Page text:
Monopoly

Monopoly is a board game originally published by Parker Brothers. Like most other board games, the game is now a Hasbro product. The theme of the game is to buy enough real estate to dominate the game’s internal economy and bankrupt the other players. The game uses two traditional six-sided dice to move the pieces around the board.

Charles Darrow is most often cited as the creator of the game, but its origin is a little more complicated than that. In fact, Lizzie J. Magie Phillips wrote the rules for a predecessor game called The Landlord’s Game, which was published a couple of decades before the first edition of Monopoly. The Landlord’s Game was published in 1906, and various editions of that game were published until the 1930s, when, in 1933, Monopoly supplanted the previous game’s role in board game culture.

How to Play Monopoly

Each player starts with a playing piece and a specific amount of money. They roll dice to determine who goes first. They also roll dice to determine how many spaces they move on their turn. The spaces on the board mostly correspond to various properties that the players can buy. These properties can eventually be improved with the addition of houses and/or hotels.

When a player lands on a property already owned by another player, she’s required to pay rent according to the property in question. (Each property has a deed which lists the rent based on whether or not the property has been improved or not.)

Other spaces allow players to draw cards from one of two decks. These cards can provide bonuses or penalties. The game also has multiple types of properties—railroads and utilities complement the properties a player can improve. Some of the spaces also require that the player pay tax to the banker.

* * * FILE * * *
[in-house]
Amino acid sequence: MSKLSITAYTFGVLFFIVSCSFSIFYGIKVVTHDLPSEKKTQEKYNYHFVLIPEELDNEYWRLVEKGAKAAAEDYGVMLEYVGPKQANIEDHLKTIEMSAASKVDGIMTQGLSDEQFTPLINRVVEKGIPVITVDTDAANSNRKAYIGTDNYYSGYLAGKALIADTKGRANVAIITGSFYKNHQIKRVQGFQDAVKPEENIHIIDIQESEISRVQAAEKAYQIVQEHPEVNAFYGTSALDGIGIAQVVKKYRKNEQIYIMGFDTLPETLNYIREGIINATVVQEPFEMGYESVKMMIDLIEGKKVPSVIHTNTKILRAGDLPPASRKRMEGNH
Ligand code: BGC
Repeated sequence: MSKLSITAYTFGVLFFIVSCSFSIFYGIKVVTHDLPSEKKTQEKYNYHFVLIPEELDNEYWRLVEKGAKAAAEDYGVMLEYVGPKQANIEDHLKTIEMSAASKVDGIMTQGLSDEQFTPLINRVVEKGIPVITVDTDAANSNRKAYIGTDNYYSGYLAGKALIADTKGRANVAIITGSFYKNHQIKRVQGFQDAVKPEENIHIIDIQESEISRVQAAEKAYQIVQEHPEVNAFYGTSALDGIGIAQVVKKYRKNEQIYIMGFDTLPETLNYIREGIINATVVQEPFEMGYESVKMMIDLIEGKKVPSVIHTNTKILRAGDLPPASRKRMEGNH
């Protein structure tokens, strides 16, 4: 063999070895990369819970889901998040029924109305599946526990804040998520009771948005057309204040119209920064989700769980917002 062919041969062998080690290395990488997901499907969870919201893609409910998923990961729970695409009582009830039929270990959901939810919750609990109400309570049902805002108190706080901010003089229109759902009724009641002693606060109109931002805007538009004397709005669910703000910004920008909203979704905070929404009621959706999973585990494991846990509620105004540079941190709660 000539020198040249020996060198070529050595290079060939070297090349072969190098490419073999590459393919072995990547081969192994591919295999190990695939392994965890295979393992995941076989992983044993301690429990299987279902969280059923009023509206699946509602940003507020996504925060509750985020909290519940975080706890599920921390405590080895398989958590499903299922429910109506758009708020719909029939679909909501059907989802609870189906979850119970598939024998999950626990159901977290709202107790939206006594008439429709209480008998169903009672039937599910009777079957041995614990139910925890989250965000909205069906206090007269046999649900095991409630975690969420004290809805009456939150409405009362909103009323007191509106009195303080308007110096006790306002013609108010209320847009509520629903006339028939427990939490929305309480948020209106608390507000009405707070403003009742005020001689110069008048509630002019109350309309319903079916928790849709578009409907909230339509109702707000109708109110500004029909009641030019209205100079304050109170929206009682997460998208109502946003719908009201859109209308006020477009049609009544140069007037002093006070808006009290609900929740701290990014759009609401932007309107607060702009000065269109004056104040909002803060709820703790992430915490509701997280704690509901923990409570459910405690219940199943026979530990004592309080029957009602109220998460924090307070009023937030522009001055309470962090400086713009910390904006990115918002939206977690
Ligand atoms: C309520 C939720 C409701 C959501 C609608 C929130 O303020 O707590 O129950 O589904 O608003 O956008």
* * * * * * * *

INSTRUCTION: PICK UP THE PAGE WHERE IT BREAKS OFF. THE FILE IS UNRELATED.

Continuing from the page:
The Rules of the Game Monopoly

The board consists of 40 spaces, 10 to each of 4 sides. 26 of these spaces are properties which are designated with a street name and 1 of 8 colors. 4 of these are railroads, and 2 of them are utilities, for a total of 28 properties that can be bought. The other spaces include 3 chance spaces, 3 community chest spaces, 2 tax spaces, a jail space, a go to jail space, free parking, and go.

One player is designated the banker. The bank holds all of the money and the property deeds, and the banker handles all these transactions. There is no benefit or drawback to being the banker; it’s just a bookkeeping duty.

Players roll 2 dice when it’s their turn to act. They move their playing piece that number of spaces. When they land on a property, they have the option to buy it at the listed price. If they opt to not purchase it, the other players have the opportunity to buy it in an auction. The price for each property is listed on both the deed and the playing space.

Rent is listed on the title deed for each property. Players have the options to build houses and/or hotels on the streets they own, but they must own all 2 or 3 of the streets of that color before being allowed to do so. The cost of each house and hotel is also listed on the deed. The number of houses or hotels determines the amount of rent the other players have to pay when they land on another player’s space.